Variation in occurrence and aflatoxigenicity of Aspergillus flavus from two climatically varied regions in Kenya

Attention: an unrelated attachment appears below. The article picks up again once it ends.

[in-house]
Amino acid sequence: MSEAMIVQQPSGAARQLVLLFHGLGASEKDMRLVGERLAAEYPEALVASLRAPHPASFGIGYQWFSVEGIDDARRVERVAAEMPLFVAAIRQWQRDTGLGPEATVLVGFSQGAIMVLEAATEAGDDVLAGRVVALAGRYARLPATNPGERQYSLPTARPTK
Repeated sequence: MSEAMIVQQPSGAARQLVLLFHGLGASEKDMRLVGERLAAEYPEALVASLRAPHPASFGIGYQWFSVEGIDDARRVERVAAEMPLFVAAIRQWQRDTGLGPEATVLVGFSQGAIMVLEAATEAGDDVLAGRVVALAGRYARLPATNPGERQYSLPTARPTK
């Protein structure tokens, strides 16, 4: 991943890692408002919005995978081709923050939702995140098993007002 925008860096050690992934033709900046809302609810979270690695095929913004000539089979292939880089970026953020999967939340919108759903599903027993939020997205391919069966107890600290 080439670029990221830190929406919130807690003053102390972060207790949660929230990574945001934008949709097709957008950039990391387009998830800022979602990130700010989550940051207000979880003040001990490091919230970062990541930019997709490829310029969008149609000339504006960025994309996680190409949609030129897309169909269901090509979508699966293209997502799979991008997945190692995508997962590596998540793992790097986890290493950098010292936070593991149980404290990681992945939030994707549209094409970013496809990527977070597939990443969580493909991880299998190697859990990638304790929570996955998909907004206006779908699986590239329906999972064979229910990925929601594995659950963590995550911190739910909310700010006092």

Aflatoxins are carcinogenic chemical metabolites produced by Aspergillus spp. of the section Flavi. In Kenya, Aspergillus flavus is the most prevalent and has been associated with several acute and chronic aflatoxin outbreaks in the past. In this study, we evaluated the occurrence of A. flavus in soils from two agro-ecological regions with contrasting climatic conditions, aflatoxin contamination histories and cropping systems. Aspergillus spp. were first isolated from soils before the identification and determination of their aflatoxigenicity. Further, we determined the occurrence of Pseudomonas and Bacillus spp. in soils from the two regions. These bacterial species have long been associated with biological control of several plant pathogens including Aspergillus spp. Our results show that A. flavus occurred widely and produced comparatively higher total aflatoxin levels in all (100%) study sites from the eastern to the western regions of Kenya. For the western region, A. flavus was detected in 4 locations (66.7%) that were previously under maize cultivation with the isolates showing low aflatoxigenicity. A. flavus was not isolated from soils under sugarcane cultivation. Distribution of the two bacterial species varied across the regions but we detected a weak relationship between occurrence of bacterial species and A. flavus. We discuss these findings in the context of the influence of climate, microbial profiles, cropping systems and applicability in the deployment of biological control remedies against aflatoxin contamination.